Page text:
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As first 'Big 5' set to convene, GOP senators want budget action

With the state budget tardy and no end in sight, some California legislators are getting restless.

On Monday, Sen. Sam Aanestad, R-Penn Valley, asked Senate President Pro Tem Don Perata, D-Oakland, from the floor of the Senate for a budget update.

"Not being on the budget committee, not hearing anything on the floor and not being on the conference committee, I have absolutely no idea what is going on," Aanestad said.

Suggesting Aanestad was grand-standing, Perata said that since the Senate Republican Caucus doesn't meet until Wednesday, he should direct his questions at Senate Republican leader Dick Ackerman, R-Irvine.

Sen. Tom McClintock, R-Thousand Oaks, said lawmakers weren't always so blasé about missing the June 15th constitutional deadline for submitting a balanced budget or the start of the July 1 fiscal year.

McClintock recalled that in 1983, his first year in the Assembly, after the budget was four days late, the Assembly met daily to debate the issues in public.

Now, he said, legislative leaders and the governor generally hammer out the details in private while the rest of the Legislature stands by.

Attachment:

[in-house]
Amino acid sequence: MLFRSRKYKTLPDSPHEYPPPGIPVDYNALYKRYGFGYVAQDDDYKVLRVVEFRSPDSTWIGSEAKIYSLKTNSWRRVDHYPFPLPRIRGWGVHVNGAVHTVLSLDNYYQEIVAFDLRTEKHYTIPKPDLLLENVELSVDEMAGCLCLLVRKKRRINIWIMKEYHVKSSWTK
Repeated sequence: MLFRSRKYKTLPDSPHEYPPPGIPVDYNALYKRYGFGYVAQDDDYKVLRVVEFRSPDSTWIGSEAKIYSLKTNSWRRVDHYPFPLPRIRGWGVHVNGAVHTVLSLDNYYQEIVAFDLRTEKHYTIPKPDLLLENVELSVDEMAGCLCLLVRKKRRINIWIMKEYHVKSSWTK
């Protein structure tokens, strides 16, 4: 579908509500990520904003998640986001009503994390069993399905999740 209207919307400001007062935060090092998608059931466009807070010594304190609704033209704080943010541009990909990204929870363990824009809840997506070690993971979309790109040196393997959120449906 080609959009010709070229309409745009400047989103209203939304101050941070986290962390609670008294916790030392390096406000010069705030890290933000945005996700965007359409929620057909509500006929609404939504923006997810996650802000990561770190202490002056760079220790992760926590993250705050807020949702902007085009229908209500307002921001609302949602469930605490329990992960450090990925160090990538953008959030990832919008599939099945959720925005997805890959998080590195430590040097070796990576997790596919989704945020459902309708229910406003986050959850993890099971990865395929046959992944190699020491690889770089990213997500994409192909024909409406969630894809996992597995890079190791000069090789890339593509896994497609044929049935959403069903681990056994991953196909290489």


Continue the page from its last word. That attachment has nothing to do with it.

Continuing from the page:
"When this Senate abandoned its responsibility to negotiate and discuss the budget as a house prior to sending it to a conference committee, we set in motion this extra-constitutional abomination called the 'Big Four' and `Big Five' and nothing happens." McClintock said.

He said Perata owed lawmakers a budget report. The Senate president promised to deliver one on Thursday.

Perata, Ackerman, Assembly Speaker Fabian Nunez and Assembly GOP leader Mike Villines will meet later Monday with Gov. Arnold Schwarzenegger in this year's first 'Big Five' confab.

Perata suggested there are fewer differences between Democrats and the Republican governor than between the governor and his GOP colleagues.

The Senate president said Democrats are not willing to agree to further spending cuts in social services, which Republicans are demanding.

"We're not going to take people's wheelchairs away from them," Perata said. "And we're not going to take somebody's attendant away from an 88-year-old woman whose able to live in her home because we have in-home care."

Late budgets are not new to the state. Although Schwarzenegger signed a budget bill last year on June 30, during the past 25 years, the budget has twice been approved during September.

The latest was Sept. 5, 2002 -- 67 days after the fiscal year began.

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